Microsoft Launches Free Version of Teams, Undercuts Slack

Posted on July 12, 2018 by Mehedi Hassan in Office 365 with 13 Comments

We have been reporting about Microsoft planning a free version of Teams for a while. And today, Microsoft’s Slack clone is finally ready to compete with Slack itself. Redmond is launching a free version of Teams this week, letting anyone use the service without needing to single penny. That brings Teams in-line with everyone’s favourite service Slack, but is it good enough?

Both Slack and Teams limit free users, but as it turns out, Microsoft has managed to gain a competitive advantage over Slack. Microsoft Teams’ free version comes with unlimited chat messages and search, unlimited app integrations, 10GB of team storage, 2GB of storage per user, native audio and video calling for 1:1 conversations, groups, and the full team. Teams users will also get background blur on videos for privacy coming later this year. That’s a ton of features you are getting for free.

Slack, on the other hand, is relatively limited. First, you only get to search the most recent 10 thousand messages — which, by the way, is actually one of the most annoying and limiting parts of Slack’s free product. It’s nowhere close to Teams’ unlimited searchable messages. Slack also limits free users to 10 app integrations, 5GB file storage, and audio and video calling for 1:1 conversations only.

The version of Microsoft Teams is rolling out today, and that’ll most probably boost its growth. Microsoft says it has 200,000 organisations using Teams at this point in time, and that’s only going to increase with the new free version. Slack continues to be everyone’s favourite, though, so Microsoft still has a ton of work left to do in order to grab everyone’s attention. The free version will definitely get some traction, but it’s probably not enough.

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Comments (13)

13 responses to “Microsoft Launches Free Version of Teams, Undercuts Slack”

  1. bennett_cg

    The previous limitations on paid company-only organizations really limited the potential for this. Glad to see it opening up, and taking Slack head-on.

  2. JaseCutler

    While Teams on a comparison chart marks off more, there's still the nitty gritty stuff that Slack has gotten figured that Teams is way behind on. And though they sound small, it makes big differences. I went from a Slack shop to a Teams shop:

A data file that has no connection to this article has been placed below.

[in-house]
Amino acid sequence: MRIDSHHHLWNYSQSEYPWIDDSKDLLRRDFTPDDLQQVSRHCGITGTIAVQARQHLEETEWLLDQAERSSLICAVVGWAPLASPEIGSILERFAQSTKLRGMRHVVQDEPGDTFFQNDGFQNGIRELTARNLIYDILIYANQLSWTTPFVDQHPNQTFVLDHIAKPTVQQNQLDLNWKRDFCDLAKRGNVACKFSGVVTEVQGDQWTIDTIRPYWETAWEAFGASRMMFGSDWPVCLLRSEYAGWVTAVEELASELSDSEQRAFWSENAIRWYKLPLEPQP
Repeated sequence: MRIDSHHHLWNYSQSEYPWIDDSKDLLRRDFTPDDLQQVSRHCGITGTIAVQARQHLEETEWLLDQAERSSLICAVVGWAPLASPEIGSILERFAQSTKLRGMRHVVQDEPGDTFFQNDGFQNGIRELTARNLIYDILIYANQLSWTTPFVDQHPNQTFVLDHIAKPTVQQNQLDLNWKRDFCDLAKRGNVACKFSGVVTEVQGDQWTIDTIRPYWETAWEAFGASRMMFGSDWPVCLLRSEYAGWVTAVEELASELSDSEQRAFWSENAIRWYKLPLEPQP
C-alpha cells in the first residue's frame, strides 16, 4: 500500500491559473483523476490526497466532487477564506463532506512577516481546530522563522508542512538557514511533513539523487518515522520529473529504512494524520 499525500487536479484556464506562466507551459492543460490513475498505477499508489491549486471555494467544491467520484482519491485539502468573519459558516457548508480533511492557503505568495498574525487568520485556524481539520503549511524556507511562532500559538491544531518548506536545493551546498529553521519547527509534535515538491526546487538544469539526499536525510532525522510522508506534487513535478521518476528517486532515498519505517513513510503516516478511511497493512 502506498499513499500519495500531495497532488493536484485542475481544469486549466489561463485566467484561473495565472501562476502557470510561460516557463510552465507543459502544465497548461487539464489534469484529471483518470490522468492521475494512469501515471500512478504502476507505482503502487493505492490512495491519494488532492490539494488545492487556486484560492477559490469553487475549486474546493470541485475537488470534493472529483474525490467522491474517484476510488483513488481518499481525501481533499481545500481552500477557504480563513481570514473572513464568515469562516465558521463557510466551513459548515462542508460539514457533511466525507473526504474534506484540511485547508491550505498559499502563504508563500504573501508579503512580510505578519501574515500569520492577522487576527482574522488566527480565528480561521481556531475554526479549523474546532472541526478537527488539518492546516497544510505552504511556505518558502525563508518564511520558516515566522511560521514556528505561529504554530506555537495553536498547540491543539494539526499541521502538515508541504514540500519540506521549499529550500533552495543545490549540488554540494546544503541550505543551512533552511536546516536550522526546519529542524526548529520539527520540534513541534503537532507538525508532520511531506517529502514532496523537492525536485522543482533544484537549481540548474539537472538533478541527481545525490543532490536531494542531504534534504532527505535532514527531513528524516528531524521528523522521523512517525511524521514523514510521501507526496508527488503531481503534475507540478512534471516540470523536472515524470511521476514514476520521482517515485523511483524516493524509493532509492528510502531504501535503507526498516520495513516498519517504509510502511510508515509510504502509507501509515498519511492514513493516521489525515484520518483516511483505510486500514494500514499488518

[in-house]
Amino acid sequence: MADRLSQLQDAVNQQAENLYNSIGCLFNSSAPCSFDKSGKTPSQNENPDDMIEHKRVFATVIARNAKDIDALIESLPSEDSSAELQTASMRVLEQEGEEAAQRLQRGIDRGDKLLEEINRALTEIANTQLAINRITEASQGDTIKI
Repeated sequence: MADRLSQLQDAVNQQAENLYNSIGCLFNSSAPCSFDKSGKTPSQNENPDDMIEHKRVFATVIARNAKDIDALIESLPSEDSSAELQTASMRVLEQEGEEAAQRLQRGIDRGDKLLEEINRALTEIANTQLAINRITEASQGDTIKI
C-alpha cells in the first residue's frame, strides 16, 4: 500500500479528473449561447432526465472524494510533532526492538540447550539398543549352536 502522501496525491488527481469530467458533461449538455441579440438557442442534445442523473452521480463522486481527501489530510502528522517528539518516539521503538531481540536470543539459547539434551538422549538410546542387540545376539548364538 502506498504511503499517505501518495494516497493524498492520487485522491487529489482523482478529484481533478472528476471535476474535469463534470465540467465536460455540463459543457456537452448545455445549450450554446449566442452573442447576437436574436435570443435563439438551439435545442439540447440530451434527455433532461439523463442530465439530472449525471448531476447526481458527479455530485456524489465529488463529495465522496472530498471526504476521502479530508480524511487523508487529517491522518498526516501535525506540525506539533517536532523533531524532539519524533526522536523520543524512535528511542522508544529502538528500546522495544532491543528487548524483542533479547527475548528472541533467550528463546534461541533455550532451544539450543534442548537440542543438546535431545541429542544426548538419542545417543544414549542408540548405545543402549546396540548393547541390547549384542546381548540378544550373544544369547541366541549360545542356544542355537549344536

• Slack has way more customize able channel notifications
    • Slack spins up and down channels way easier
    • UI is way more friendly to scaling small (why do I want my chat window to be full screen if it's just chat?)
    • Showing channels and user chats inline

    Other things too... It's just things that Slack has spent years figuring out.

    Teams is definitely shaping up to be a competitor, but in actual usage of the products Teams is definitely showing it's status as still 'In progress'.

  3. Silversee

    "Slack continues to be everyone’s favourite, though, so Microsoft still has a ton of work left to do in order to grab everyone’s attention. The free version will definitely get some traction, but it’s probably not enough."

    it's mostly a cultural issue. Teams has gained traction with Microsoft's traditional corporate accounts, while Slack remains the choice for start ups, web and mobile developers, and smaller companies in general. These organizations often don't trust Microsoft or see them fitting into Internet culture in general.

    This was the biggest reason I had hoped Microsoft would purchase Slack instead of building their own solution. Much as with Github, it could have been a way to gain entry into organizations that had not previously considered Microsoft.

    As it stands, Microsoft has a lot more work to do to overcome its image.

  4. JHeredia

    I can't use it with an email address, so not super useful in my, admitted possibly narrow, use-case

  5. skane2600

    I think these chat applications are a bit of a fad, but Slack is what all the cool kids are using so Teams will probably have an uphill battle regardless of features.

    • Chris Payne

      In reply to skane2600:

      I agreed with you until Teams matured... it really now is much more than chat, with a built in wiki, file sharing, video conferencing, etc. It's a full team/project management software and not just glorified chat like Slack.

      • skane2600

        In reply to unkinected:

        I guess I'm not a big collaboration guy. Most of these tools seem to offer the same capabilities that have existed for decades but with a twist. For example, it's not as if we couldn't share documentation before Wikis.

        I guess these tools are more useful when the team is geographically separated.

        • Chris Payne

          In reply to skane2600:

          Oh I agree.. in the end it's mostly just glorified chat, but yet somehow that has become the new hotness is work places. I don't quite get it. But as far as glorified chat apps go, Teams is leagues beyond Slack, IMO.

  6. jhuylebroeck

    I use Teams both for my company as the NGO I'm volunteering in. It's quite strenuous that I can't switch between account and/or use them simultaneously. Though I've never used Slack, it's my understanding that that platform is way simpler when it comes to the use of multiple organisation tenants/accounts. I hope this will change soon.

  7. jimchamplin

    It's not allowing me to log in. "Looks like you don't have access to this version of Teams yet" it tells me.

    Good show, boys!

    Logged out and logged back in. The Store app tells me to try the web app, which just refreshes endlessly.

    Ah... What a classic Microsoft bungle.